While several colleges have already started conducting lectures online, the two-month delay – academic session began on June 6 last year – coupled with the limitations of online mode of teaching will be a major obstacle for teachers and students in covering their entire syllabus.
The organisation said that it had submitted a detailed set of recommendations to the ministry of human resources development (MHRD) concerning a wide-ranging set of issues, including saffronisation, centralisation and commercialisation of education through NEP.
While the state government has accepted these recommendations, it won’t issue any official directives for its implementation. “There isn’t much the government can do about these recommendations. However, the universities will act on these proposals, by consulting the governor and in accordance with the UGC guidelines,” said an aide to Samant.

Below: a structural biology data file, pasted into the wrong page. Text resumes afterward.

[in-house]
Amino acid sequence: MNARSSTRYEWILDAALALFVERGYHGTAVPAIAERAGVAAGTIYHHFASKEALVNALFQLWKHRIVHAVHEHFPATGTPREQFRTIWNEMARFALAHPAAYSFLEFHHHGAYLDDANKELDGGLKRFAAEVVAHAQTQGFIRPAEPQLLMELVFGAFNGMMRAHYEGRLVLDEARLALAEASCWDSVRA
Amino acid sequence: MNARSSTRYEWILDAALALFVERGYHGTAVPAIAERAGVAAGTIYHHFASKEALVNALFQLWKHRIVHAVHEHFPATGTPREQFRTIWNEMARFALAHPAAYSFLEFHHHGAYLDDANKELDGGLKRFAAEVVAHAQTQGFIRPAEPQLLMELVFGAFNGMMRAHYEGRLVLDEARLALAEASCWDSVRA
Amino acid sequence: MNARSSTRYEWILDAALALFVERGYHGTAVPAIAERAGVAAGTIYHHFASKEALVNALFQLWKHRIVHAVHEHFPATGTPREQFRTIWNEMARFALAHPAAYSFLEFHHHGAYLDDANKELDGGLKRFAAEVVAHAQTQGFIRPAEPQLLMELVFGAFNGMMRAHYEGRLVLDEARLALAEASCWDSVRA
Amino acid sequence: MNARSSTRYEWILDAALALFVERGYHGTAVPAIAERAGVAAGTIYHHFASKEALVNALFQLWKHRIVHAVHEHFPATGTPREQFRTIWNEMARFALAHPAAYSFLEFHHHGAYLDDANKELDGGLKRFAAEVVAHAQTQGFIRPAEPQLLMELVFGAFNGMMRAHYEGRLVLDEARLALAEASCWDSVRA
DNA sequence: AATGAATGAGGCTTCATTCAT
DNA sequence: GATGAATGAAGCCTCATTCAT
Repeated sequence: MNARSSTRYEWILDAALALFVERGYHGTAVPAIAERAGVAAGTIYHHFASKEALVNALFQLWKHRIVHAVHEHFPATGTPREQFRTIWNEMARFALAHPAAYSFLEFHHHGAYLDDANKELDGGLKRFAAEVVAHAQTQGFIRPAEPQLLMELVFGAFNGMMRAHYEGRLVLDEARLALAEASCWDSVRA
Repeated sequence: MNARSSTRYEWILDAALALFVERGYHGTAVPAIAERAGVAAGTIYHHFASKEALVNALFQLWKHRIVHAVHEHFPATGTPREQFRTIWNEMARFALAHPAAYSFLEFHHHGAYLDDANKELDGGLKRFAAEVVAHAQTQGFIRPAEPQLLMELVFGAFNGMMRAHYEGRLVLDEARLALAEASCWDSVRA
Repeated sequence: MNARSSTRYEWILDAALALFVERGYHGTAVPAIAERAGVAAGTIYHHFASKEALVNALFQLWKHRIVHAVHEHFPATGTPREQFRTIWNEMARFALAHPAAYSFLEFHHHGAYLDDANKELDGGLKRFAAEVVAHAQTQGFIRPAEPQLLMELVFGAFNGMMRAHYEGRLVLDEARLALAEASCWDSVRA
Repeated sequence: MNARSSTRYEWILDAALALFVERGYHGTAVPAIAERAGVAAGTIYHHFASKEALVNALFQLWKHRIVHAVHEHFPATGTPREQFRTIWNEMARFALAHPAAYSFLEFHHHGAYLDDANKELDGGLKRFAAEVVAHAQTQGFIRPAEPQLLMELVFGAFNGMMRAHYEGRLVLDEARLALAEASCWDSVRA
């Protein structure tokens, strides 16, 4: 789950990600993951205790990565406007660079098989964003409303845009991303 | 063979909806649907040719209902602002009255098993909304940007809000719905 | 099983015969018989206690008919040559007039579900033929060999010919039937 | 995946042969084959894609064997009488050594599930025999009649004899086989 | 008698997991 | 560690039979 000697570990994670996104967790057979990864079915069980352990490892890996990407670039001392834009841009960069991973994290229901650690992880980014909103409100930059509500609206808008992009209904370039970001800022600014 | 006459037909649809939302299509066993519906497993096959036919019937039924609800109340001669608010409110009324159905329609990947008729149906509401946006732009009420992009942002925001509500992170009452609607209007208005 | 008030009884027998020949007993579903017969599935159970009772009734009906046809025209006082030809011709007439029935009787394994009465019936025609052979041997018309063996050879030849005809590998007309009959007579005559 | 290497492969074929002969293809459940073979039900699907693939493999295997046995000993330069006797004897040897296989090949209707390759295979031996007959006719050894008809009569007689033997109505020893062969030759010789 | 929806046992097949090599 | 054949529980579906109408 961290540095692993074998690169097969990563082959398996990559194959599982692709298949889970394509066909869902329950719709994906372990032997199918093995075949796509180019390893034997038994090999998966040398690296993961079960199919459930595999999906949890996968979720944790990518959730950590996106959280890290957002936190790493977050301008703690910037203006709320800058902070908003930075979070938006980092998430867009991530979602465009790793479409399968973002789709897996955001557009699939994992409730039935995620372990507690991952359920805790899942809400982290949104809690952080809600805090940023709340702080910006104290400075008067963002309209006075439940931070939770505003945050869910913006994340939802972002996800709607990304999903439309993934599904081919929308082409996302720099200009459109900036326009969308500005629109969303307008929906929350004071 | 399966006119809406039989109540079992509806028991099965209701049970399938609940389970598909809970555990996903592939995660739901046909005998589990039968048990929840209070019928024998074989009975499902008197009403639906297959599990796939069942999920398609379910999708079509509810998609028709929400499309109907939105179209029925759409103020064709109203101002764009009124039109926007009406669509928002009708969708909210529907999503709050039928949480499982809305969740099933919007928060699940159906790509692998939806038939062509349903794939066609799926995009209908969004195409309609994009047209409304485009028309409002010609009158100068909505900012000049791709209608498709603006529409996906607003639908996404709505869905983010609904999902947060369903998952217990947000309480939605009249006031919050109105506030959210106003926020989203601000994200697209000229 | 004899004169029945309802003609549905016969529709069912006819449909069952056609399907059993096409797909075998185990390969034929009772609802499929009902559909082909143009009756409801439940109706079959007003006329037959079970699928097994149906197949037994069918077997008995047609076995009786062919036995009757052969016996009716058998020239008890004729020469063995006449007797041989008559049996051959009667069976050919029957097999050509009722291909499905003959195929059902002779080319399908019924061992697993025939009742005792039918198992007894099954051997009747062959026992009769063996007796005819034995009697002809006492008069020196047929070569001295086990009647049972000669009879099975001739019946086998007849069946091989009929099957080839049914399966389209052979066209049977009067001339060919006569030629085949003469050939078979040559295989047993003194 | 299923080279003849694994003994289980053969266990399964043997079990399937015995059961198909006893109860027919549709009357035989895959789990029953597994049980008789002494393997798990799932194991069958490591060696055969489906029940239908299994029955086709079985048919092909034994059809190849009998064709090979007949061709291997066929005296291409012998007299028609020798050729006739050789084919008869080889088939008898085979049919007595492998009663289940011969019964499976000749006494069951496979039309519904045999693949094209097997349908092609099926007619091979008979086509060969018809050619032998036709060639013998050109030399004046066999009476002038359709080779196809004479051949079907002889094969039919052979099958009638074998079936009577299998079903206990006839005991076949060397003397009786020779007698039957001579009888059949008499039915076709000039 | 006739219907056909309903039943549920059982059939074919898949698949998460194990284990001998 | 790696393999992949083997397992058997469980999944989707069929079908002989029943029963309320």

SIO has proposed that the fees of all the schools in the state must be reduced by 50% for the months when no physical classes are to be held.
The government also capped the duration of online sessions for higher classes – one hour for classes 3 to 5, two hours for classes 6 to 8 and three hours for classes 9 to 12.
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